Normalize the conversation. Young children haven’t yet been conditioned to know that sexual health can be a taboo subject in our society, and will name the penis as readily as the knee! They love to be scientists, exploring the world around them, so they tend to be very receptive to being taught ‘body science’. By making the conversation matter-of-fact and normal at an early age, we can lessen the extent and length of the “grossed-out” phase. This is a stage that many kids go through in their middle elementary years due largely to societal and peer pressure.
Become our children’s number one information source. If we don’t teach them, someone else will, and that person may not be a reliable source. Today’s media-soaked world is very different to the environment we grew up in, and our children are exposed to pressures that we were not. Media content is more sexualised and far easier for children to access with computers, smartphones, and tablets. We shouldn’t rely on schools or others to teach our kids how to discern fact from fiction. Instead, we should be their reliable go-to source.
Protect our children. Studies around the world show that children who are educated about healthy bodies and healthy sexuality are better protected from child sexual abuse. Sexual offenders seek out vulnerable individuals. They recognise that a child who uses scientific vocabulary for body parts and has ownership of their own body has been taught these things. From this, they also know that the child will have been taught to report any exploitative situation. By introducing the concept of sexual consent, we empower our children and help to protect them. It’s especially important for parents of children with additional needs to understand this. Since these children tend to spend more time with other adults in positions of trust, and may not have the same education around sexual health as their peers, they can be at increased risk from sexual abuse.
With this in mind, Saleema Noon recommends that preschoolers know the following important aspects of sexual health *:
Scientific words related to sexual health. This means using the same anatomical language a doctor would use with your child so they won’t be intimidated in a medical setting (e.g., penis, testicles, vulva, vagina, stool). We can help our deaf and hard of hearing children to identify parts of the body at their language level. For those who have not yet developed signed or spoken language, we can model this language through their language abilities (e.g., head shaking, Picture Exchange Communication System/picture symbols, iPad/Alternative Communication Devices).
They have ownership of their own bodies. Children should be aware that they have three private body parts (mouth, breast and genitals, which covers the area from the belly button down and around to the bottom of the back, including the buttocks). It is against the law for anyone to touch their body without permission. They need to report any violation of this to an adult they trust, and know that they will not get in trouble when they do. If the first person doesn’t believe them, or doesn’t do anything about it, then they need to know to report again to someone else, as many times as needed until someone listens. While parents may worry about talking to their children about such a serious topic, kids tend to learn this in a matter-of-fact way in much the same way they learn a fire drill. Again, for our deaf and hard of hearing children, this dialogue can start at the language level of the child; for example, developing language to describe how they are feeling (e.g., scared, hurt). For deaf and hard of hearing children who have additional needs and work with care teams, goals around safety should be discussed with the team, and safety goals included in Individual Family Service Plans or Individual Education Plans (e.g., explaining appropriate & inappropriate touch; public versus private).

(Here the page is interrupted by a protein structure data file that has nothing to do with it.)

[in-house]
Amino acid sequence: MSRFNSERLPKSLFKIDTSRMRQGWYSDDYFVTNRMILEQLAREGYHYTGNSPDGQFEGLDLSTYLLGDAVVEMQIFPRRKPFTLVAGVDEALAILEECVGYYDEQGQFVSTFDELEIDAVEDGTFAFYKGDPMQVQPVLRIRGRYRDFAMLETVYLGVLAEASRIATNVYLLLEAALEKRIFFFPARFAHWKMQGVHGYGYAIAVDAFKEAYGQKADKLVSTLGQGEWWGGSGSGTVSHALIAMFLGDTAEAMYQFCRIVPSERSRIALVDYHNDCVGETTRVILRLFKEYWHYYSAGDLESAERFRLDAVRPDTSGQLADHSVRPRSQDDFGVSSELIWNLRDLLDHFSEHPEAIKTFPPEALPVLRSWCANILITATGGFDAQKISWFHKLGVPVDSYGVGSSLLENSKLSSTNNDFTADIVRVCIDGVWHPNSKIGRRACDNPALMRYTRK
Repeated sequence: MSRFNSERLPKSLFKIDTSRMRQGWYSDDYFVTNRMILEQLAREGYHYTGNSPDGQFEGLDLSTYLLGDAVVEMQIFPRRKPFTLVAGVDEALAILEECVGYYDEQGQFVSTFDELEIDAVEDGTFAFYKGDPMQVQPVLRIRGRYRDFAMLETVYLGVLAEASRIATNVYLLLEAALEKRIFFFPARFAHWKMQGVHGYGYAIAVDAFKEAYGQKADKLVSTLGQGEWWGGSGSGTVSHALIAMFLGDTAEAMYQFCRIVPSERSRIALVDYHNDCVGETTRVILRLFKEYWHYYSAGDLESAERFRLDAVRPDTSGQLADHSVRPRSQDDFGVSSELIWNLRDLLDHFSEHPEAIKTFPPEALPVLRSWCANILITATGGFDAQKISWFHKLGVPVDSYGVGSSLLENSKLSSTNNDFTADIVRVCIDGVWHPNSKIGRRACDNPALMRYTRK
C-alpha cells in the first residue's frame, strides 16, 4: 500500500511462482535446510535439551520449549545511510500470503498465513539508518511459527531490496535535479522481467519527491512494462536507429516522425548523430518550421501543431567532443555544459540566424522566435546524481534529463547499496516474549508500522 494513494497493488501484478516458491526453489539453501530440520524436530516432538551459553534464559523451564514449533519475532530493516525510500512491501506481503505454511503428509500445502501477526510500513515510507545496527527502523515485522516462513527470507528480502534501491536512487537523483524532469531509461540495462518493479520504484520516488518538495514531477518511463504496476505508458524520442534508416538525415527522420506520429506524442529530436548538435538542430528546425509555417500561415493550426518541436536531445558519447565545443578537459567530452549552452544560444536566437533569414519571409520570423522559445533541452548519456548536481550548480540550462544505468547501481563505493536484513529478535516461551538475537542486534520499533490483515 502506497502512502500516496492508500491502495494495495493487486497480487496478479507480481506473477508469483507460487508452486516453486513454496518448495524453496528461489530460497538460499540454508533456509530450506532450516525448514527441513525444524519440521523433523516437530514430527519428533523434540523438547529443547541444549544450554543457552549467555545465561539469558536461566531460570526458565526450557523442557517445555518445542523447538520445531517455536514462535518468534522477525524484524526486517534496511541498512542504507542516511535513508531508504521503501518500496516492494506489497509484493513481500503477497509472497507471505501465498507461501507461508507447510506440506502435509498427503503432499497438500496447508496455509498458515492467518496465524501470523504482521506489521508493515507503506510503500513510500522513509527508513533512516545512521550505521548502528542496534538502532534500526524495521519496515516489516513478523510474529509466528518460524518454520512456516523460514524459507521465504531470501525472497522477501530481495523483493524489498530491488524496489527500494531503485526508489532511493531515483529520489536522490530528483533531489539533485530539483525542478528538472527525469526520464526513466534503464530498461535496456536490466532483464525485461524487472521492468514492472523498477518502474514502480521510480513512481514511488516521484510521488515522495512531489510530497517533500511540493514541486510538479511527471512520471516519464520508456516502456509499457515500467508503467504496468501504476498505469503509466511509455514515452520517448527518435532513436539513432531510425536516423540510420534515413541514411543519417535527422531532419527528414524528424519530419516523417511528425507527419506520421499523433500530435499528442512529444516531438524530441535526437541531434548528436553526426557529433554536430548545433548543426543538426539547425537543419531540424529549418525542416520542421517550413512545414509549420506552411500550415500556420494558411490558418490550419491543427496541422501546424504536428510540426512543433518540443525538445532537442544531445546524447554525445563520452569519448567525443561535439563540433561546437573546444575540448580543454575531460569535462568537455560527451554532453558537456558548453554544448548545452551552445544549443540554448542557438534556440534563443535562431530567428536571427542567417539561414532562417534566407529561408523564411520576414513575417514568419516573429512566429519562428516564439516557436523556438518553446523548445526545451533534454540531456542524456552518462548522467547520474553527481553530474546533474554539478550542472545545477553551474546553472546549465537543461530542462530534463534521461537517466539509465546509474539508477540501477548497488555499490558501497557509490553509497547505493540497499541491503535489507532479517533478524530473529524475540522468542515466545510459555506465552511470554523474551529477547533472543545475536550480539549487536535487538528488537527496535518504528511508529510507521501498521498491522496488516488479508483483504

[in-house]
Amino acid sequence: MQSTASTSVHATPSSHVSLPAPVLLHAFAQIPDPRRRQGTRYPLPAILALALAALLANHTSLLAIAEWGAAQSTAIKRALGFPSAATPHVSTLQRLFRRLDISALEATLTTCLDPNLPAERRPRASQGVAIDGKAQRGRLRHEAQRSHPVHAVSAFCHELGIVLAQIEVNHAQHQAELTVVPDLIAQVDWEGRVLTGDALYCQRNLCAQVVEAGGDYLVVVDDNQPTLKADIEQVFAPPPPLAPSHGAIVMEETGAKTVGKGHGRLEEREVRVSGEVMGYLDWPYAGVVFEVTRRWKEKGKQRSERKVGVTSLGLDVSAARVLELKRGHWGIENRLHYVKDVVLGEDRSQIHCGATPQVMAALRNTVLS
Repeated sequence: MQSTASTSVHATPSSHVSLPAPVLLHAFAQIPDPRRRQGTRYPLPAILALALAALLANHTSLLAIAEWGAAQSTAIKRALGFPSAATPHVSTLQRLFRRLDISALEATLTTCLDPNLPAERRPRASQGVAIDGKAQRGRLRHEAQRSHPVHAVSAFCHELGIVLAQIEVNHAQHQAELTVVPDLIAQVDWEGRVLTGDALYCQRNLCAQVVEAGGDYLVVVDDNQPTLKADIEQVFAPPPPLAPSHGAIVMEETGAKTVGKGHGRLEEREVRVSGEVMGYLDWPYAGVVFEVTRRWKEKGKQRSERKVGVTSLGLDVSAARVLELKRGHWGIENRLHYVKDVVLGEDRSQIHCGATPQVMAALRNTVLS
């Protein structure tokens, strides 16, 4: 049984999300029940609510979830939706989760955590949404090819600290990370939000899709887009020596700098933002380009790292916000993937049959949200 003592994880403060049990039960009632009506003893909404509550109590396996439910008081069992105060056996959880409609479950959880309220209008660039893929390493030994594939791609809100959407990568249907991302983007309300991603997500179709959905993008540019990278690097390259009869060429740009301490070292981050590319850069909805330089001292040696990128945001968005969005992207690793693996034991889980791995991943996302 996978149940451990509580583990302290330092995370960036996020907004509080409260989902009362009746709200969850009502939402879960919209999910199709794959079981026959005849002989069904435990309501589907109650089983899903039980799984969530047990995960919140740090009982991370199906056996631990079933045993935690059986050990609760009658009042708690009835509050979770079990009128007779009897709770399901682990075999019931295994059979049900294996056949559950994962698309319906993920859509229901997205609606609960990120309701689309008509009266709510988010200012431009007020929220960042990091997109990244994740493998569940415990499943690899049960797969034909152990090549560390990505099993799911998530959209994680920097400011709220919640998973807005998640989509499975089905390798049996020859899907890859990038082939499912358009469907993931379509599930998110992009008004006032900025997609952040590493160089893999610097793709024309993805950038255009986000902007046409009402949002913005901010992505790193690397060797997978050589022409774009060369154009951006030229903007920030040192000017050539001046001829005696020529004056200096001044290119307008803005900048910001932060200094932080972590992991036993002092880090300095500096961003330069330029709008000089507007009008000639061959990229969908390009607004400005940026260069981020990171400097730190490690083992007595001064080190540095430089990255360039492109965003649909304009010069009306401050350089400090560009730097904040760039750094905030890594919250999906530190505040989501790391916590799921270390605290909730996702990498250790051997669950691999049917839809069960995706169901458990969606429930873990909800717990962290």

*The full guidelines around what to teach our children and when can be found on Saleema Noon’s website
While preschool and kindergarten programs may adopt an approach to sexual health education that is similar to Saleema Noon’s recommendations, it remains important that we, as parents, are confident in talking to our children about this topic right from day one. Honest information from their own family empowers them to handle information from peers, schools, or other sources like the media. It gives them the tools to interpret the information and know they have a trustworthy source in you to explore topics as they see fit. If we start today with our young deaf and heard of hearing children, we’ll be ready to help them fill in any gaps that might appear from missed incidental learning as they grow.
As for me, I’ve got over my prudishness and it has become almost easy for me to use the proper terms for all body parts. I’m not quite the societal rebel but I am raising children who are educated about their bodies and have strong personal boundaries.
Hands & Voices has developed the O.U.R. Children’s Safety Project dedicated to the safety and security of our deaf/hard of hearing children. One of the accomplishments of this project is partnering with ChildHelp.org and the creation of a toll-free number specifically offering support to children who are deaf/hard of hearing: 1-800-222-4453 hotline number (USA & Canada) can be called anonymously by anyone who needs information/support from counsellors about a particular situation (e.g., a parent feeling overwhelmed/frustrated, help with your child’s behaviours, developmental stages/tantrums, fair discipline, questions about needing to report abuse but unsure of ramifications).